By Felicia Vance
With open enrollment under the Affordable Care Act set to begin Oct. 1, officials at the new health insurance Marketplaces are gearing up to help consumers.
Call centers have been launched. “Navigators” to help consumers are being trained. Ad campaigns are under way in the states operating their own Marketplaces.
And the crooks are already at work, too, eager to pretend to help people enroll as they steal personal information, money, or both.
Health care scams are increasing, officials say, and they expect the trend to get worse. “ACA scams are a top priority for the FTC [Federal Trade Commission], and we expect to receive more consumer complaints about them when the health insurance Exchanges get started,” says Frank Dorman, an FTC spokesman.
Even savvy consumers might listen to a scammer’s pitch without realizing that it’s bogus because there’s so much confusion about the health care law. In an August poll, the Kaiser Family Foundation found that 51% of Americans don’t understand how the law will affect them.
Confusion is the scammer’s No. 1 tool. Obamacare cons have been rearing up all around the country, says James Quiggle, a spokesman for the Coalition Against Insurance Fraud.
Three types of scams are especially popular now:
1. The ”Threat of Jail’ — and Other Urgent Emails
The subject line of one email going around sounds good: “Avoid overpaying and comply with the law by getting health coverage now.”
The text that follows, though, is a lie — and frightening: “With the president’s health care mandate now passed into law, you could face prison time if you do not get health care coverage immediately.”
Under the Affordable Care Act, most people do have to have health insurance. The penalty, though, is not jail. In 2014, it’s1% of your income or $95, whichever is greater.
Next, the email claims to offer help: “We can help you avoid penalties and find an affordable plan.” Readers are then invited to find competing companies with the lowest prices simply by entering their ZIP code. They are also given a web site to click to and are reminded again that they’re breaking the law without health care coverage.
Never give your personal information to anyone who has contacted you. Even if that email looks legit, complete with state seals or other official emblems, don’t supply information. Any kind of online form can be masked to look very professional. The federal government won’t cold call you or send unsought emails about the new health care law.
2. Solicitors on the Phone or at Your Door
Phone solicitors are offering people an “Affordable Care Act card,” sometimes telling them they’re among the first. The caller will say something like, “You need an Affordable Care Act card. If you just give me your information, we will get your card out to you.” Typically, they ask for a Social Security number and bank account number, which is all they need to drain your savings.
Remember, there is no such thing as an Affordable Care Act card.
A twist on this scam is to tell seniors they need an Affordable Care Act card to replace their Medicare card, or a new Medicare card. Neither is true.
Even if the caller ID looks official, it may not be. Scammers are good at masking the caller ID or creating a caller ID that looks official, such as ”U.S. Government,” a practice known as spoofing.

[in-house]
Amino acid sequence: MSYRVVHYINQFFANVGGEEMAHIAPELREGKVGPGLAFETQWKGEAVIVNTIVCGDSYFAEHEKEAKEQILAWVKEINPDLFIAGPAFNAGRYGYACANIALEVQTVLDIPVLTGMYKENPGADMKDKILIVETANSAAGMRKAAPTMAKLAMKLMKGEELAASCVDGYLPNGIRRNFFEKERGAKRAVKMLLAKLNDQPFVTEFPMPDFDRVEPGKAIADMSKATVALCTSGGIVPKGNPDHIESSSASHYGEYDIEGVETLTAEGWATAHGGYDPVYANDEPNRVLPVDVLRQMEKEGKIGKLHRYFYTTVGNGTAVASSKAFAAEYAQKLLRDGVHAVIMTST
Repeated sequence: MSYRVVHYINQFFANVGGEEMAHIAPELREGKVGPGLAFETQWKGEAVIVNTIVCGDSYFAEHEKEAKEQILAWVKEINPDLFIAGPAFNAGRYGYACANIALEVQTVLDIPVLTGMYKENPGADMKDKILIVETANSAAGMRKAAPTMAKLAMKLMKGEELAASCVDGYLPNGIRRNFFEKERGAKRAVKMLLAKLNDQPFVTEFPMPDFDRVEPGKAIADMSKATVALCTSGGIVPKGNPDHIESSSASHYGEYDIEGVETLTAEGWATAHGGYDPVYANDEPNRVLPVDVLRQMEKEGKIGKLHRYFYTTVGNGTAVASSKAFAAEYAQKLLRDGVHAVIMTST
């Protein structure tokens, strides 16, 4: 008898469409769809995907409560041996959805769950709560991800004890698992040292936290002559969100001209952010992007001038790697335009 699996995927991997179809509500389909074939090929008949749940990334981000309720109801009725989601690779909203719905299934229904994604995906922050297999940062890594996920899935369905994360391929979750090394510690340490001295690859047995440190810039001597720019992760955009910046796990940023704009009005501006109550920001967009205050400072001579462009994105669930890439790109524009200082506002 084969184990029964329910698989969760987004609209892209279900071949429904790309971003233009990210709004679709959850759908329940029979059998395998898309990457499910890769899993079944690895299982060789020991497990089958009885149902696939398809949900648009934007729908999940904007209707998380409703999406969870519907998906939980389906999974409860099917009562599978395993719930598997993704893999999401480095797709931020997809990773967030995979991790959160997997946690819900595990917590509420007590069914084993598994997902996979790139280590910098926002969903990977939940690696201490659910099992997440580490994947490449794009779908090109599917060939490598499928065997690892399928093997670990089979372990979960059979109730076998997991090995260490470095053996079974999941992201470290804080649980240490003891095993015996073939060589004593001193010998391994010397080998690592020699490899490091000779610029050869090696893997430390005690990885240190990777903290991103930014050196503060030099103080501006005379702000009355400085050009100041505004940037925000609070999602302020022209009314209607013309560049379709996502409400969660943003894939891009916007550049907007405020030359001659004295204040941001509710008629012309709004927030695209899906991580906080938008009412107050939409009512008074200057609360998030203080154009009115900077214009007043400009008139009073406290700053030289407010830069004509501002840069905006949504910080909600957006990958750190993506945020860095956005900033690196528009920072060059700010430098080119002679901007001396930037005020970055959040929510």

Door-to-door ”representatives” should be ignored like the phone callers. The moment someone knocks on your door and says they are from the federal government, you know it’s a lie. Don’t engage them.’
Tell them you are going to contact authorities. You can file a complaint with the FTC by phone (877-382-4357) or online.
3. Fake Navigators and Other Helpers
When open enrollment begins, helpers known as navigators (as well as other types of enrollment helpers, insurance agents, and brokers) will stand ready to help guide consumers. In August, the Department of Health and Human Services awarded $67 million in grants to 105 navigator programs in the Marketplaces.
Navigators work through the organizations awarded the grants, and they range from United Way to universities, Planned Parenthood, and community health centers. They are trained and certified, and must renew their certification annually.
If a caller says he is from the local community center, he may sound legit but still be a crook. “We’ve heard about people posing as navigators and asking for personal information,” says Carrie McLean, who directs customer care for eHealthInsurance.
If you have any suspicion about whether a navigator is certified, McLean says, check with the state Marketplace or your state’s department of insurance.
Besides the out-and-out scams, there are some ”gray areas” that also can be confusing.
Insurance agents or insurance companies may launch a web site aiming to make health care reform understandable and suggest it’s an official, state-run site. The operators may be licensed and legitimate, but it bears checking. And they should be clear, if you ask, that they are not the state Marketplace.
Consumers might expect the web site for their state Marketplace to have a “.gov” ending, but not all of them do. To figure out if a web site you’re on is your state’s Marketplace or another, go to healthcare.gov and enter your state’s name. Healthcare.gov is the federal government’s official web site with information about health care reform.